IN FOCUS/SHARP TAKES

INTERNATIONAL: Brexit: More than three years after Britons voted 52 percent to 48 percent to be the first sovereign country to leave the European Union, the future of Brexit remains unclear. Prime Minister Boris Johnson, who conceded he will not meet an Oct. 31 deadline, called on Thursday for a general election on Dec. 12 to try to break the impasse. The EU may decide today to grant another extension for the U.K. Parliament to decide how to proceed. Johnson’s call for another election is his third attempt as prime minister to try to force a snap vote (Reuters).

> China: Treasury Secretary Steven MnuchinSteven Terner MnuchinGAO report details challenges of implementing Trump tax law Financial trade tax gains traction with 2020 Democrats Hillicon Valley: Agencies play catch-up over TikTok security concerns | Senate Dems seek sanctions on Russia over new election meddling | Pentagon unveils AI principles MORE and U.S. Trade Representative Robert LighthizerRobert (Bob) Emmet LighthizerGOP senator warns quick vote on new NAFTA would be 'huge mistake' Pelosi casts doubt on USMCA deal in 2019 Pelosi sounds hopeful on new NAFTA deal despite tensions with White House MORE are set to resume working-level negotiations today with China by phone aimed at completing a “phase 1” deal on trade, which Trump already painted as a success. The president and top advisers have expressed optimism that a subset of differences will be ironed out in advance of the president’s meeting with Chinese leader Xi Jinping in Santiago, Chile, next month at the Asia Pacific Economic Cooperation summit (APEC). Trump promised Xi in June that the United States would remain quiet about protests in Hong Kong while trade talks continued, two sources told CNN earlier this month. But on Thursday, Vice President Pence used a speech at a Washington think tank to back pro-democracy demonstrators in Hong Kong while slamming China. “Hong Kong is a living example of what can happen when China embraces liberty,” he said (Reuters). Beijing today had a few choice words to describe Pence’s speech: “Arrogant and hypocrisy.”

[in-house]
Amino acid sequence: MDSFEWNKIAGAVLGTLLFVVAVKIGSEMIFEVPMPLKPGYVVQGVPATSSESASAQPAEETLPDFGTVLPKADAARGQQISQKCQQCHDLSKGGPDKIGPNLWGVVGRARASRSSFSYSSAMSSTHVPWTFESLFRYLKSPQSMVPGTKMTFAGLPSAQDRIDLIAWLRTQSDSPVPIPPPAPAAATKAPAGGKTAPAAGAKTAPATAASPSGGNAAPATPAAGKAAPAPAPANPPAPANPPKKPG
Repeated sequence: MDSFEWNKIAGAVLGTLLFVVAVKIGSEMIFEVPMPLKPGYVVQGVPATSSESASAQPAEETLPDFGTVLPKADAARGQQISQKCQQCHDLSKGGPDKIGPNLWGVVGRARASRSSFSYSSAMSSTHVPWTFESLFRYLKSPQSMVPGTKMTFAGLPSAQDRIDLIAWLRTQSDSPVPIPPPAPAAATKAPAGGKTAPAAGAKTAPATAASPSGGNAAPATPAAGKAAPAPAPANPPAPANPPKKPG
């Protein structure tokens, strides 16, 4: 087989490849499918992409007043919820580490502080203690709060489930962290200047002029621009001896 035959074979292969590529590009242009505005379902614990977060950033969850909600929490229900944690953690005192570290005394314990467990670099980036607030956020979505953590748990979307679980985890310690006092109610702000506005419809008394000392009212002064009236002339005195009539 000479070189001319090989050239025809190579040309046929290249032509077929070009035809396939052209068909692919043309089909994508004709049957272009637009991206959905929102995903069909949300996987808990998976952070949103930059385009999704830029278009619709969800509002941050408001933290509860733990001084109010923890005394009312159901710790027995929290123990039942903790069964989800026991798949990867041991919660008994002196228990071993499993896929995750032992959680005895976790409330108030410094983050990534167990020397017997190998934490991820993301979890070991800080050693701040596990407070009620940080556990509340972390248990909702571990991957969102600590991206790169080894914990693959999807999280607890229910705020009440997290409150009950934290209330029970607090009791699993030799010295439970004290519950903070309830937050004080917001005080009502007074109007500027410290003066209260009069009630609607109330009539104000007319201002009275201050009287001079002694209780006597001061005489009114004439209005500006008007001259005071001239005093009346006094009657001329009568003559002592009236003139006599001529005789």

> Turkey-Syria: Syrian Kurds and Russian forces disagreed on Thursday about the status of a negotiated truce in territory along Turkey’s border with Syria. The Kurdish-led Syrian Democratic Forces (SDF) accused Turkey, which is backed by Moscow, of launching a land offensive targeting three villages in northeast Syria, but Russia said a peace plan was holding. Russia said it will send more military police and heavy equipment to help implement the deal, which prompted Trump this week to lift sanctions against Turkey (Reuters).

> Chile: Stone-throwing protesters on Thursday did battle with police firing tear gas and water cannons in the capital, Santiago, and the port of Valparaiso, as hundreds of demonstrators gathered in city squares around the country. At least 18 people have died since protests began over a 4-cent increase in subway fares and mushroomed into a larger movement over growing inequality in one of Latin America’s wealthiest countries (The Associated Press).